The Economics of Saint Thomas Aquinas

Saint Thomas Aquinas is often considered the greatest Doctor of the Church and the towering mind of medieval society. In 1879, Pope Leo XIII devoted an encyclical to restoring the study of Thomism in Christian philosophy: We exhort you, venerable brethren, in all earnestness to restore the golden wisdom of St. Thomas, and to spread … Continue reading The Economics of Saint Thomas Aquinas

St. John Chrysostom: Should we not make it a Heaven upon earth?

The following is an excerpt from Homily XI of Saint John Chrysostom's preaching on the Acts of the Apostles. The italicized quotations from Scripture are from Acts 4, where the communes of the early Christians are described. The entire sermon can be found here. Chrysostom is a Doctor of the Church known for his preaching … Continue reading St. John Chrysostom: Should we not make it a Heaven upon earth?

Integralism: the Politics of Virtue and the Common Good

Catholic Integralism is a tradition of thought that, rejecting the liberal separation of politics from concern with the end of human life, holds that political rule must order man to his final goal. Since, however, man has both a temporal and an eternal end, integralism holds that there are two powers that rule him: a … Continue reading Integralism: the Politics of Virtue and the Common Good

Community in the Premodern Village

For the vast majority of human history, men and women were born and raised in rich community. While the family is the "first society", the foundation of civilization, and the state is the "complete society", the fulfillment of civilization, the village is one of the many essential "middle-level" communities which come together to form a … Continue reading Community in the Premodern Village

The Melting Pot of Whiteness

The United States is often called a great melting pot of immigrants. But because of the insatiable greed of early American capitalists, the beautiful potential of this heritage was thrown into chaos, hatred, and disorder.  Horrible crimes were committed on all immigrants to establish the racial hierarchy: many know how wealthy plantation masters and land … Continue reading The Melting Pot of Whiteness

The Black Napoleon of Integralism

In 1492, Columbus landed on the island of Hispaniola, destined to become the epicenter of the world’s most despicable slavery trade. On his second voyage there, he brought sugar, the first consumer product of capitalism. Under the French, the region today called Haiti became her most prosperous colony due to sugar plantations. The backbreaking toil … Continue reading The Black Napoleon of Integralism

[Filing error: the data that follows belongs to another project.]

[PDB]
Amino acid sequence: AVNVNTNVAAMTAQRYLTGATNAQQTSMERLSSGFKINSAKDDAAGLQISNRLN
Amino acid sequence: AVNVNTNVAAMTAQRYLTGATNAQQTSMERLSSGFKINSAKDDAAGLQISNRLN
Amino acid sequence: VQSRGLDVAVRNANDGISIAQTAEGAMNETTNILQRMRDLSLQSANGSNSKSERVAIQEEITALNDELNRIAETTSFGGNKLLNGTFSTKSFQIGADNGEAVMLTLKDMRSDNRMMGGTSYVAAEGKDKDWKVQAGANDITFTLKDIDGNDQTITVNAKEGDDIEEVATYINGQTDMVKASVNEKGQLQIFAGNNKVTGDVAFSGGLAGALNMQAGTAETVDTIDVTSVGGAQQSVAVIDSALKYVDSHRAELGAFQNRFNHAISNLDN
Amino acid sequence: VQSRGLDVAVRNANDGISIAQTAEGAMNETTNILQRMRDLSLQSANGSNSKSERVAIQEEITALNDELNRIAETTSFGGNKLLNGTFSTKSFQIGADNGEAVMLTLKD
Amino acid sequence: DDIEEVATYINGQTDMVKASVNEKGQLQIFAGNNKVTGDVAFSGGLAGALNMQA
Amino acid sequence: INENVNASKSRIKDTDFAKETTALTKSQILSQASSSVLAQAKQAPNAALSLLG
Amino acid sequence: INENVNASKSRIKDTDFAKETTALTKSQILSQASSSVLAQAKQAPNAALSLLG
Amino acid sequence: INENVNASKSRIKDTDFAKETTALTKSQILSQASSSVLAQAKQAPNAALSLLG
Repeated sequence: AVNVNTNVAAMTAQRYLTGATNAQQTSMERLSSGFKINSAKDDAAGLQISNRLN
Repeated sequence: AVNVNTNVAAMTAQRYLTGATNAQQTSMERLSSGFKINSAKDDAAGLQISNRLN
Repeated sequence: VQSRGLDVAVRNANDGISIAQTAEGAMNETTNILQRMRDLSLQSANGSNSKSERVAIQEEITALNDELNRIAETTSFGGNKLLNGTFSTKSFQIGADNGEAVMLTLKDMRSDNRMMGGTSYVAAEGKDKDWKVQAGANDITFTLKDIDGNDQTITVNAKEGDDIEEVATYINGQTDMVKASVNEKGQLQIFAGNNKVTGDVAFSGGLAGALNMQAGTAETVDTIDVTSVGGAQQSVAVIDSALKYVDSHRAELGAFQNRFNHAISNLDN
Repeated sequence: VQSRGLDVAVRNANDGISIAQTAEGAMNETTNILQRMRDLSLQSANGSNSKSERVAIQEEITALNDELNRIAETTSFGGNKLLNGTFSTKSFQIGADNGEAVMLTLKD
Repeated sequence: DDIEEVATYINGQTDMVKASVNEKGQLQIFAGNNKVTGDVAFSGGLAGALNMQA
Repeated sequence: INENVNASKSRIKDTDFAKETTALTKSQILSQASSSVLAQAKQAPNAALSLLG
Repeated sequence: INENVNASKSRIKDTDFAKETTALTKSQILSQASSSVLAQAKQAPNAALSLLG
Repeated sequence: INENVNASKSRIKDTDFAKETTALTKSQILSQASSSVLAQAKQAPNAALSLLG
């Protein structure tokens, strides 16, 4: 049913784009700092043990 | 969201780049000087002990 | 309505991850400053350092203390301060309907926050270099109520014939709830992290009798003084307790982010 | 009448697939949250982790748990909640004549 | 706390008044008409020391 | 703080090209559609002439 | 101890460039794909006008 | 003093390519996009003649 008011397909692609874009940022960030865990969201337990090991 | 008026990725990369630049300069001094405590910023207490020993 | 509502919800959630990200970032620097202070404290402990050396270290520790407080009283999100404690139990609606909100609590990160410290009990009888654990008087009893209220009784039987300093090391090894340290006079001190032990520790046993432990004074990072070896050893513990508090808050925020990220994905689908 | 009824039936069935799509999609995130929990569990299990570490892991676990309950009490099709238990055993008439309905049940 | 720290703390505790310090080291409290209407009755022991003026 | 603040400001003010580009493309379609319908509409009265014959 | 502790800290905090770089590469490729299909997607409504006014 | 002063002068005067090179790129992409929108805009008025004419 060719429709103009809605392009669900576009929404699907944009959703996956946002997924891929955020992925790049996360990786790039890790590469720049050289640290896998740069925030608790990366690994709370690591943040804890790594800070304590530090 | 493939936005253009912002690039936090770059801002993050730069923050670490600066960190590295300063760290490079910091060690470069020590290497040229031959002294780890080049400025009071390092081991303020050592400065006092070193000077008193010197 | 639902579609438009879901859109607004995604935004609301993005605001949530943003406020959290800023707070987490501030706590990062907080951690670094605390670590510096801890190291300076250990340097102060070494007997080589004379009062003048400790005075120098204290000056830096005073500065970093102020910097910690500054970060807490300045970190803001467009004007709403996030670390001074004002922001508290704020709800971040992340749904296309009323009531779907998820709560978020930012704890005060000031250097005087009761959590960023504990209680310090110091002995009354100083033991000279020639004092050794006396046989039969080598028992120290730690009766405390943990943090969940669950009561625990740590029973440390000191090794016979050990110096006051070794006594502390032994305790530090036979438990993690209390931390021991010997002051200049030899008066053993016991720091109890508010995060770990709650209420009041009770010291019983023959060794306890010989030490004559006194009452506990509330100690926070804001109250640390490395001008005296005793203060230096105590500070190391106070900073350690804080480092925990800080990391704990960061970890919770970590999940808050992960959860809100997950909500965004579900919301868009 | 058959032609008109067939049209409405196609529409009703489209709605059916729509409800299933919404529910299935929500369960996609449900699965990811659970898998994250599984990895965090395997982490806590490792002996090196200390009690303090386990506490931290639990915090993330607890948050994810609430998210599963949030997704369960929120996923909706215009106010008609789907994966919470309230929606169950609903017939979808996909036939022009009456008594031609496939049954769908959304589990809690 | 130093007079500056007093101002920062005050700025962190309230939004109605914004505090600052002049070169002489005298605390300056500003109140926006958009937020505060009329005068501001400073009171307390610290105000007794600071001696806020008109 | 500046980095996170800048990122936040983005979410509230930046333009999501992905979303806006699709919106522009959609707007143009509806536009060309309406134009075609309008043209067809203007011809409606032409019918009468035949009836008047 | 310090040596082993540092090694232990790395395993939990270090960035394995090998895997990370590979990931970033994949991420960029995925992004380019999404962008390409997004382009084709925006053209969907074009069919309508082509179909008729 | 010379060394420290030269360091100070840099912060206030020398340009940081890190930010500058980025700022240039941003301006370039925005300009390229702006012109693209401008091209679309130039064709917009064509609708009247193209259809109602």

Racism is a Tool to Divide the Working-Class

Under capitalism, a very small number of super-rich owners, called capitalists, control the vast majority of society. Because they are incredibly outnumbered by the working-class, capitalists have always needed many tools to divide and conquer workers. From early on in modernity, racism has been one of these essential tools. Throughout Latin America, where Catholicism was … Continue reading Racism is a Tool to Divide the Working-Class

How the Law Taught Racism in the United States

The United States of America was built to be a racist country by colonial-era capitalists, not by the common people. Racial conflict did not arise from “natural” differences between races, but because of the labor demands of profit and greed. In some academic circles, there were debates about early race theory. But for the average … Continue reading How the Law Taught Racism in the United States

The Modern Origins of Race Theory

Some people look different. Some people act different. But the idea that humanity is divided into a few distinct “races” is one of the useful fictions of modernity, first developed by liberals, for the purpose of perpetuating capitalism. There have always been words to describe different cultures, such as the word ethnē, which appears frequently … Continue reading The Modern Origins of Race Theory

The Working-Class in Christendom (Catholic Encyclopedia, 1913)

The following passages are excerpted from the Catholic Encyclopedia (1913). The original article was titled "Labour and Labour Legislation". Emphasis and headings are our own. The Church Fathers and the Working-Class in Pagan Rome Despite the teaching and influence of Christianity, the laws and institutions, the ruling classes and public opinion, the intellectual classes, and, … Continue reading The Working-Class in Christendom (Catholic Encyclopedia, 1913)